TCF locked up our account there many years ago. I changed employers and that was enough for someone to determine my account had fraud activity going on. Meanwhile this left me with ten bucks to my name while in a new city for work. It took me a week and eventually camping out in their main branch until one of the VPs agreed to talk to me. As soon as the account was unlocked and the funds drawn down I closed the account.

    Bank policies need to trump how big or how many locations a bank has when determining who to do business with.

    • GearheadGeek says:

      While it illustrates the pain a frozen account can cause, your story isn’t the same at all. YOU were an innocent victim of your bank’s stupidity, the OP created the situation by ignoring a judgment against them.

  8. madanthony says:

    Except Kate and her husband did pay up in late November, but until yesterday, the checking account remained frozen.

    I’m incredibly confused by the timeline, since I thought it was late November right now.

    • AK47 - Now with longer screen name! says:

      Me, too, but I’m guessing that “November” is supposed to be “October”

  9. Cant_stop_the_rock says:

    It’s hard to feel sorry for someone who ignored a $2800 judgment and suffered consequences, but Wachovia really dropped the ball here. People rely on their banks, I don’t blame the OP for moving to a different bank.

  10. twophrasebark says:

    “We understood it may take a few days; we know how legalities and bureaucracies work.”

    I am sorry for your troubles, but it seems like you had some unrealistic expectations after the account was frozen. It took three years for Capital One to issue a Writ of Garnishment for the judgment. And the judgment process itself must have taken some lengthy period of time. How is a frozen account going to resolved in a few days?

  11. FatLynn says:

    Even if you never plan to be in a garnishment situation, it is a very good idea to have at least two bank accounts. If one is frozen for any reason (fraud, computer issues, etc.), you don’t want to be at a total loss. This is akin to going on vacation to a foreign country and only taking one credit card.

    • Tim says:

      The creditor has a right to freeze all accounts, and there’s a good chance they will. And I’d bet it’s illegal to hide an account from them.

      • FatLynn says:

        This is a good point, and I wouldn’t suggest hiding accounts. However, in this case, if they had two frozen bank accounts, maybe one would have been un-frozen quickly.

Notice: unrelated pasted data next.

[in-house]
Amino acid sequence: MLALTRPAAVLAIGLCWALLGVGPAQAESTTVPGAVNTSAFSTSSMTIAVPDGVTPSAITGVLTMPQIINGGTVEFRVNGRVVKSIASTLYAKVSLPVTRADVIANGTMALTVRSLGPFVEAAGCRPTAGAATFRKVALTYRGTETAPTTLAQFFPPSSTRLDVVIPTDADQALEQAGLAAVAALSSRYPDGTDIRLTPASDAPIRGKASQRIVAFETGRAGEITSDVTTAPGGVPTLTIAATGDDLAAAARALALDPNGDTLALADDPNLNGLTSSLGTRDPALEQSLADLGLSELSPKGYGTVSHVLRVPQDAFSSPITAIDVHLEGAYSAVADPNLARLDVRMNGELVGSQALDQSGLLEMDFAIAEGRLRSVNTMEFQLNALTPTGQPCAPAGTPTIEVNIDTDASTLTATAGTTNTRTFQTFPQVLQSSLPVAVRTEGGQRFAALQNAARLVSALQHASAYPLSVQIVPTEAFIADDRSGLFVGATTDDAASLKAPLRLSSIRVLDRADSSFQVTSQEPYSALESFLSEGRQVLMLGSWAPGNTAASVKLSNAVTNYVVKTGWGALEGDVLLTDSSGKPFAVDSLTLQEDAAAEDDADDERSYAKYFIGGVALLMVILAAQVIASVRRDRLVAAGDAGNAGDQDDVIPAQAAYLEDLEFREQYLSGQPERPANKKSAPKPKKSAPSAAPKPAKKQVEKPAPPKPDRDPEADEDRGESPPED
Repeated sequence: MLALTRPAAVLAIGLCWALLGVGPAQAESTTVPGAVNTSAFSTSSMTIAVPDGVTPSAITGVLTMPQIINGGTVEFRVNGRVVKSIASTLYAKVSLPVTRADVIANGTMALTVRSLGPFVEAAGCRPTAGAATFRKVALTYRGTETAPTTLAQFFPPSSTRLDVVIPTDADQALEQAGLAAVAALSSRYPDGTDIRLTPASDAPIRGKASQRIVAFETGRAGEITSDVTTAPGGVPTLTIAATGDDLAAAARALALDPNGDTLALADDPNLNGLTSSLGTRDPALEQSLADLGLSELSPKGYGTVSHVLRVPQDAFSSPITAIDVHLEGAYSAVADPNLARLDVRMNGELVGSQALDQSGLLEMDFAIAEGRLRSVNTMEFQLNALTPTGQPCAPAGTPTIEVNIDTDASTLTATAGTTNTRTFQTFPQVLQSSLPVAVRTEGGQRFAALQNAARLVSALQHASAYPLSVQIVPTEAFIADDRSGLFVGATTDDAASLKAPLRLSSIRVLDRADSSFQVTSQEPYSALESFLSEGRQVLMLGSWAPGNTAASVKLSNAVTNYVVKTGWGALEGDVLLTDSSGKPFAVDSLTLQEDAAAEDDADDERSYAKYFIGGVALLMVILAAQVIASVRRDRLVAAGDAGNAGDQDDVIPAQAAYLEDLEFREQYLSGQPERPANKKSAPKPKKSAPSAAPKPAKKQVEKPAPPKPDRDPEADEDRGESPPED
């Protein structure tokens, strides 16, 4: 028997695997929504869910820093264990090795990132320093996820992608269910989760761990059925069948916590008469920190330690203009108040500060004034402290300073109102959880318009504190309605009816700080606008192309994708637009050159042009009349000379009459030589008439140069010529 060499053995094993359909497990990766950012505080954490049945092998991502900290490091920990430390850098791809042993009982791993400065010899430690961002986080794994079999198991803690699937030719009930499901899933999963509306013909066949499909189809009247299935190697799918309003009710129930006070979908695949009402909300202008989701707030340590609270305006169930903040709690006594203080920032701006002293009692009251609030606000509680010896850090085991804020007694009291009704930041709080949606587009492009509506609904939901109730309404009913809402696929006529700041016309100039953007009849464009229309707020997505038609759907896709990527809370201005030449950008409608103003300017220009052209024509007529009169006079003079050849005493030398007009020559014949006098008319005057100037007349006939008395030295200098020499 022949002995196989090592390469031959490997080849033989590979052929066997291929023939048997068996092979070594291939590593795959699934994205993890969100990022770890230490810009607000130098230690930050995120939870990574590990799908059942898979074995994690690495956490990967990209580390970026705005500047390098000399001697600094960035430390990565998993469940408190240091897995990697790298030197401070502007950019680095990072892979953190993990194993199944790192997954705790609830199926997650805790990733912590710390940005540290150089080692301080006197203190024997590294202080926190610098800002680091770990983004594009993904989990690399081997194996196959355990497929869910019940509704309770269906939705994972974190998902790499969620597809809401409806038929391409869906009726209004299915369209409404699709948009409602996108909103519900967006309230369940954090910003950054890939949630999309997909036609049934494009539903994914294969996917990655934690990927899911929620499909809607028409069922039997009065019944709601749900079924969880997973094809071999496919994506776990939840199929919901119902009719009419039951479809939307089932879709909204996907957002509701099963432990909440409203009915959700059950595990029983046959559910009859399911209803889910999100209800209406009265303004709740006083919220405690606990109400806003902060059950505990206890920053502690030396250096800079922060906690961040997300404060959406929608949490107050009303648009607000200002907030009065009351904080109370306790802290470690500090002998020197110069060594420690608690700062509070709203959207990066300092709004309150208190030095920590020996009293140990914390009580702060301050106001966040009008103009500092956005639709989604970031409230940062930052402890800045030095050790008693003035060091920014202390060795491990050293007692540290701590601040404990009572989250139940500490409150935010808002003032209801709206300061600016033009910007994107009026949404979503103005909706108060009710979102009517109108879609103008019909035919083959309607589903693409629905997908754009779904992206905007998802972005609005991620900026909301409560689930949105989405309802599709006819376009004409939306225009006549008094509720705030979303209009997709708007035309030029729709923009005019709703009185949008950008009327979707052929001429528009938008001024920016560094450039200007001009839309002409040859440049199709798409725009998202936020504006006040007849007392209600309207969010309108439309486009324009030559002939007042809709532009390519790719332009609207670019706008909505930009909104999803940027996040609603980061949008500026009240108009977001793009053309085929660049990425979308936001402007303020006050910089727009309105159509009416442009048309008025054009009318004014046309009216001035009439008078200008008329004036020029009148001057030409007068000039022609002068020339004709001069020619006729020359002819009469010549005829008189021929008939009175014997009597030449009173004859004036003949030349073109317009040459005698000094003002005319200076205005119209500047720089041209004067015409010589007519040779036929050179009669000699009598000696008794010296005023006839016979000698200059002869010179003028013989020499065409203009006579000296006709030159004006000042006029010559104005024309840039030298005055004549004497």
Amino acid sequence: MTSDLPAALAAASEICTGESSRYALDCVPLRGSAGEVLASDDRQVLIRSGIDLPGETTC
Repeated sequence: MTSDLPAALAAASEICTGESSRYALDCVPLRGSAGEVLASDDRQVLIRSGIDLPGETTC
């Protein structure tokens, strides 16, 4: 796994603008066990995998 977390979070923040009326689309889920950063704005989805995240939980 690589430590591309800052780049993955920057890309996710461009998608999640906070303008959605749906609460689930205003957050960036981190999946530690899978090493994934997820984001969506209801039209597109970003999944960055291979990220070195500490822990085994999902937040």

Also, I don’t know how it would work if she had accounts that were in her name only. Can they freeze those as well?

      • blogger X says:

        I’ve always wondered how creditors find accounts…

        • bhr says:

          you are required to come to court with records of all bank accounts in your name. If you don’t do this they will seek to 1) find you in contempt , 2)send a letter to all local and most national banks asking if they have an account in your name and 3)charge you for the time/effort

  12. Tim says:

    I’m going to join the “deadbeat” crowd on this one. First off, yeah, it sucks that it took Wachovia so long to unfreeze the accounts. You didn’t have your money for nearly a month.

    But guess what. Capitol One didn’t have THEIR money for THREE YEARS! The judgment was won, you knew it was their money (as if you didn’t know before …).

    Please, people, if you have outstanding debt, take care of it as soon as possible. There are so many ways to take care of such debt, and so many of them are much cheaper and much less painful than what these people did.

  13. AustinTXProgrammer says:

    @Loias: Not all states will allow them to go after wages, so it doesn’t surprise me they had to go for the bank account.

  14. ckaught78 says:

    I would guess that Wachovia is very happy these people are no longer customers.

  15. rexfromars says:

    Wow – what state do you live in where you can get garnished over a credit card?

    • treimel says:

      Umm, I have some bad news for you–a judgment creditor (such as a cc company that, uh, wins a judgment) can go after your bank account in EVERY state.

  16. ShruggingGalt says:

    @rexfromars: I believe that it’s 48/50 you can have your wages garnished for civil judgments*. TX and PA are the two where it’s forbidden.

    * garnished up to a statuatory maximum, with child support and tax levies getting first dibs.

  17. bhr says:

    I have been through this myself, and its a pain, but its not Wachovia’s fault in this case.

    When a garnishment of assests takes place the lien holder gets the court to order any/all accounts frozen up to the amount owed. Since they don’t have any idea how much is in each account until then they may essential freeze amount owedxnumber of accounts. Only balance above that amount is left available.

    When you settle it (or move the required balance into one account for them to take) the creditor then has to notify the court, who then issues a document to your bank releases those funds. This can (and usually will) take up to 30 days.